“Divers times!” She couldn’t seem to catch her breath. “Richard—” Her heart pounded. “Divers times before she sent me to live at Castle Howard, I heard her popping round the court speaking of Malmesbury, followed by my name, in sneaky and muffled voice. But I was never able to make out the words through the palace walls, with servers clattering about. Thinking there must be some connection, I wrote it in my journal immediately after hearing it so there would be no mistake. I even found it on the map.”
“Mayhap that’s where your father hails from,” Richard suggested.
“Well, I never believed I was her sister’s child. I don’t even look like a Woodville, and by the grace of God, I possess nary a characteristic in common with any of them.”
“So there may be a connection with your family to this Foxley Manor.” Richard drummed his fingers on the pew. “Hmmm.”
“Richard, I must depart for Malmesbury to find Foxley Manor, and God willing I’ll find what I’m looking for.” She pumped her clenched fists. “Whilst I’m journeying, you carry on your search for Anne.”
She tried to keep her breathing even, tried to stay calm, when she really wanted to storm into her aunt’s chambers and throttle her.
Richard tapped his foot. “Well, whether you find what you seek at Foxley Manor, we just might find a way to make your other fairy tale fancy come true.”
Denys gazed up into the vaulted recesses of the chapel ceiling and conjured up the image of that knight so deeply etched into her memory. If Richard could find someone remotely resembling him . . .
“I call it a fairy tale because that’s all it is, Richard.” She plummeted back down to earth.
“Perhaps not. The realm has its fair sprinkling of courtly—” He waved his hand. “Whatever you said. There are divers more where he came from. Trust me to help procure you one. Then get Edward’s permission to wed and be done with it. The Grey Mare need not know a thing.”
A spark of excitement got her pulse racing again. “I may consider your plan if you can actually dip into that fair sprinkling and retrieve a gem—but he’s got to fit the description of what I want. But first, you go find Anne and I shall go to Malmesbury to seek my family. At least one of us should find what we’re looking for. Now I’m going to have a word with my aunt—and there’s naught less courtly than she!”
He shook his head. “Not outside the privies, anyway.”
“Oh, how I wish I could sprout wings and fly to Malmesbury!” she fancied out loud. “Another link in the mystery and it’s right within reach–finally. I shall go there and God willing that’s where my true beginnings lie.”
Please let it be the place I’ve wondered about through all those nights in the drafty chamber as a child, every time Elizabeth shooed me away, she begged God above. It made her more determined to defeat the queen at her own cruel game. Now she had a purpose—somewhere to go—the first step in the journey that would lead her to her heritage. And if Richard found her the knight of her fancy, then her life would be complete. Was that too much to ask? Finding family and true love?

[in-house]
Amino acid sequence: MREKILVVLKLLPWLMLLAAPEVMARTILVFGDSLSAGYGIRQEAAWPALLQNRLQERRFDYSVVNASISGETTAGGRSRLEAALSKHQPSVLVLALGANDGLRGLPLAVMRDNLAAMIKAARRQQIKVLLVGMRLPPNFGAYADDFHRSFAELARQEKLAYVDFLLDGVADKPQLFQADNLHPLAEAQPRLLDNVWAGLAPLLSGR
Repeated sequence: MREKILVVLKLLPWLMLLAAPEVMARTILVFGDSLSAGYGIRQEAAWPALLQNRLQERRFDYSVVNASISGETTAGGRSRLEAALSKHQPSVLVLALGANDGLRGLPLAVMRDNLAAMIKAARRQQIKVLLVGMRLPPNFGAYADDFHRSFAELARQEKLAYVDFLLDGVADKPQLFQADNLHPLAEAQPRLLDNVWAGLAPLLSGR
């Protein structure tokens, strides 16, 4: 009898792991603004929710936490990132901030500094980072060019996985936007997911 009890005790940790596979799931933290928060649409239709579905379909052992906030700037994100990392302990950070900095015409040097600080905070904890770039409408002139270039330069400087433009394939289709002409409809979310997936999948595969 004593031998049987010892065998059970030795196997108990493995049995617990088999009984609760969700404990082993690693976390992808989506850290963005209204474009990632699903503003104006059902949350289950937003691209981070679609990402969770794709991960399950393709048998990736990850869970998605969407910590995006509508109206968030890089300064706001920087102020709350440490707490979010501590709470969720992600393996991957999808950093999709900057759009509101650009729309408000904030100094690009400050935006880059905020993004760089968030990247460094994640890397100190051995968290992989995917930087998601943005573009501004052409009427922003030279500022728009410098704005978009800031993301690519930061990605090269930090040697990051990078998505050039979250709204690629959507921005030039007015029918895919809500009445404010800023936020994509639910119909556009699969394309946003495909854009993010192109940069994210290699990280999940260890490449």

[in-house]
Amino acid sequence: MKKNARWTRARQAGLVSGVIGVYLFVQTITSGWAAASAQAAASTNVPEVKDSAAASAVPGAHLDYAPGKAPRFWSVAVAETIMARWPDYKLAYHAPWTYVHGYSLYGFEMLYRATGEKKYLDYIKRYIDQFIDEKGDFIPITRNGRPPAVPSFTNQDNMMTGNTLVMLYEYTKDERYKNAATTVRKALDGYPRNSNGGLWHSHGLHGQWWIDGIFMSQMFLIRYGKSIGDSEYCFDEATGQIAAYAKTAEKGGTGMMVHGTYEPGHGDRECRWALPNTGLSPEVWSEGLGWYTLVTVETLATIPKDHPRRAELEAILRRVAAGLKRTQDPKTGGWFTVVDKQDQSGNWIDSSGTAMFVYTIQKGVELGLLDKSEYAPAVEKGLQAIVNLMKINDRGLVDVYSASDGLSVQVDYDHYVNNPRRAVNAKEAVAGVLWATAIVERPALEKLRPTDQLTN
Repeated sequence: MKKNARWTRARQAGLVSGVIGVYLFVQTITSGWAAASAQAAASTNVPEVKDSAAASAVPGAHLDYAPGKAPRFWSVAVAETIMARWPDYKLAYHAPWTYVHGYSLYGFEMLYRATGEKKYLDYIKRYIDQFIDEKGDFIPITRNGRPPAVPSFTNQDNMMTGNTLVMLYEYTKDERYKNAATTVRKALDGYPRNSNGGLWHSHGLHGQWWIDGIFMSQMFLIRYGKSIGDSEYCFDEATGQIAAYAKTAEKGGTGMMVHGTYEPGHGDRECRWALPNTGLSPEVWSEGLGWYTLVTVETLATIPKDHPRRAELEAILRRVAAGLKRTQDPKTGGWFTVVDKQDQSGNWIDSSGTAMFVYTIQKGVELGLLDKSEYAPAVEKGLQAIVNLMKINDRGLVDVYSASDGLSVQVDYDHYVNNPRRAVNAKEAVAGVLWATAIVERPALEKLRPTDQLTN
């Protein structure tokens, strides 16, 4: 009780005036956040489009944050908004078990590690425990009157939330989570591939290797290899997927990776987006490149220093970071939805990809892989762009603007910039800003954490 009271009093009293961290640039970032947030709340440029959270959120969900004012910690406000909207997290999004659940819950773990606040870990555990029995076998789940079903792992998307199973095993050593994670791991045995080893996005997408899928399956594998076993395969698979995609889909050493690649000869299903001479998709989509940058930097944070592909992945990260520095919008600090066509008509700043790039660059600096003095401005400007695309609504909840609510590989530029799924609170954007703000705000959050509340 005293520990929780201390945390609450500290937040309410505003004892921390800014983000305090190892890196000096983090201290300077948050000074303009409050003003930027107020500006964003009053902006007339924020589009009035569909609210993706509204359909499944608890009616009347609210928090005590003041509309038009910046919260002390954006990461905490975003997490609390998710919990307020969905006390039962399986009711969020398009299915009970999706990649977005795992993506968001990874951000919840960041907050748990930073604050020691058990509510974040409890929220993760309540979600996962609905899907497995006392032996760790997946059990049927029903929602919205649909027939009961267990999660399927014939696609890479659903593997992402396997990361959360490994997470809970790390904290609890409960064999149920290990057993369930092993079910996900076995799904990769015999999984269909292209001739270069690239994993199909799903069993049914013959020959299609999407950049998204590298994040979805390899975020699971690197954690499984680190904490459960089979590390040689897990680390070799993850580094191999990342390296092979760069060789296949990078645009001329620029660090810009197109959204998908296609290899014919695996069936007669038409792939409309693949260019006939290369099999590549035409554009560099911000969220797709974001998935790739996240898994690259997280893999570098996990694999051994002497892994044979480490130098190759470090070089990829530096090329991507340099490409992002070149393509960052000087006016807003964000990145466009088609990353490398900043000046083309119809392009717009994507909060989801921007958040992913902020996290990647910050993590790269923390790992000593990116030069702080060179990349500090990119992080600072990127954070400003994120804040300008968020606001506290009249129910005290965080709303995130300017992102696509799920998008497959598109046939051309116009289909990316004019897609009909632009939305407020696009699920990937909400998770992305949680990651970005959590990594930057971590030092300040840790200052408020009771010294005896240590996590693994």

“For now, let’s keep that in the mists of my dreamworld whilst I go on the quest that will make me truly whole.” She clasped his hand and led him to the chapel door.
“You are whole, Dove,” he assured her. “You are you, and don’t let anyone, especially her, ever undermine that.”
“I’m not doing this to defy her, Richard. I need to know who I am and where I belong. Then I can have some meaning to my life. I’m not royal. I don’t belong here nor do I deserve all these royal trappings. Even if they’re peasant crofter working the soil, they’re my family. Oh, how I long to find them! Then I’d be worthy of a knight’s love. Perhaps he sensed my loss and displacement and that made him go away. He saw the sadness and anguish in my eyes. Who wants to share such misery?” She pushed the door open.
“But something brought him to you in the first place.” He followed her out. “The crowd separated you; you did not drive him away. I know how those courtyard victory celebrations are. Confusion and pandemonium prevail—especially once the wine starts flowing. People get pushed apart, and I daresay even more often, they get pushed
together. Many a maiden gets shoved into the arms of an eager knight, who takes every opportunity to celebrate with her, in more ways than one, into the wee hours before finding out her name.”
“Oh, and how do you know this? Experience?” She smiled because she knew it wasn’t.
“Nay, I couldn’t trick a maiden even if I wanted to. Everyone knows my distinctive countenance.” He licked a forefinger and ran it over his brow. “But it’s happened to mates of mine. Sometimes I think they’re out there fighting in anticipation of the victory celebrations rather than the survival of the kingdom.”
“We all have to live for something, Richard.” She ran her finger down his cheek.
Their missions planned, they parted and she removed to her chambers to rehearse her dialogue with the queen.